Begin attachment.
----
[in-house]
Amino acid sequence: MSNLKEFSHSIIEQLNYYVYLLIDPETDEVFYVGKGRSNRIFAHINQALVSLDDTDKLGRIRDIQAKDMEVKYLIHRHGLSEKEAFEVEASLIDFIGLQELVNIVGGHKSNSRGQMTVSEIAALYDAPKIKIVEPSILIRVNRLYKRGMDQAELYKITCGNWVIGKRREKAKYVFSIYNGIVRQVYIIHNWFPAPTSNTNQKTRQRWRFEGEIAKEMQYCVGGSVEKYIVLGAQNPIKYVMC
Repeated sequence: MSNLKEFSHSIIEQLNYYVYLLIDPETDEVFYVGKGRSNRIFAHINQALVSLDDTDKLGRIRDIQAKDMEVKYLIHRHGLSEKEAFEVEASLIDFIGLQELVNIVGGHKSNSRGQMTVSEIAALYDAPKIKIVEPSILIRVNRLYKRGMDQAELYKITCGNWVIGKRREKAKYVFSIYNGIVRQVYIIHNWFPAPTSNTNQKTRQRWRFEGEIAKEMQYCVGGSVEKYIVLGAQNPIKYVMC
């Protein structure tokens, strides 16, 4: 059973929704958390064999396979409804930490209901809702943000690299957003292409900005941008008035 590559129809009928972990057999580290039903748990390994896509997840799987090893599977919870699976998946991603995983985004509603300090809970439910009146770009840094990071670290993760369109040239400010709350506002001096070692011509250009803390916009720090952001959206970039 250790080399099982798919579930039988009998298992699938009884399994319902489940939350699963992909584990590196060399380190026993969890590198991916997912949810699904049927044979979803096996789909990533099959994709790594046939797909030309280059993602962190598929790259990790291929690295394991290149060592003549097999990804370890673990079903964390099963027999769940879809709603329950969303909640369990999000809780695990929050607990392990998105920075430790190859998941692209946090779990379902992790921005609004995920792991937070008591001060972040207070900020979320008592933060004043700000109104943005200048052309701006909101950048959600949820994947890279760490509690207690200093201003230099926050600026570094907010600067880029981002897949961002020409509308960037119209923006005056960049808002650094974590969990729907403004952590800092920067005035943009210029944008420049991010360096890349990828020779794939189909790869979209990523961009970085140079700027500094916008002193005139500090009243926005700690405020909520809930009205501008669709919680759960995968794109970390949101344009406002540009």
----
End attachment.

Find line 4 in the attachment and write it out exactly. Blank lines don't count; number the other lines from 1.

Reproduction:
């Protein structure tokens, strides 16, 4: 059973929704958390064999396979409804930490209901809702943000690299957003292409900005941008008035 590559129809009928972990057999580290039903748990390994896509997840799987090893599977919870699976998946991603995983985004509603300090809970439910009146770009840094990071670290993760369109040239400010709350506002001096070692011509250009803390916009720090952001959206970039 250790080399099982798919579930039988009998298992699938009884399994319902489940939350699963992909584990590196060399380190026993969890590198991916997912949810699904049927044979979803096996789909990533099959994709790594046939797909030309280059993602962190598929790259990790291929690295394991290149060592003549097999990804370890673990079903964390099963027999769940879809709603329950969303909640369990999000809780695990929050607990392990998105920075430790190859998941692209946090779990379902992790921005609004995920792991937070008591001060972040207070900020979320008592933060004043700000109104943005200048052309701006909101950048959600949820994947890279760490509690207690200093201003230099926050600026570094907010600067880029981002897949961002020409509308960037119209923006005056960049808002650094974590969990729907403004952590800092920067005035943009210029944008420049991010360096890349990828020779794939189909790869979209990523961009970085140079700027500094916008002193005139500090009243926005700690405020909520809930009205501008669709919680759960995968794109970390949101344009406002540009």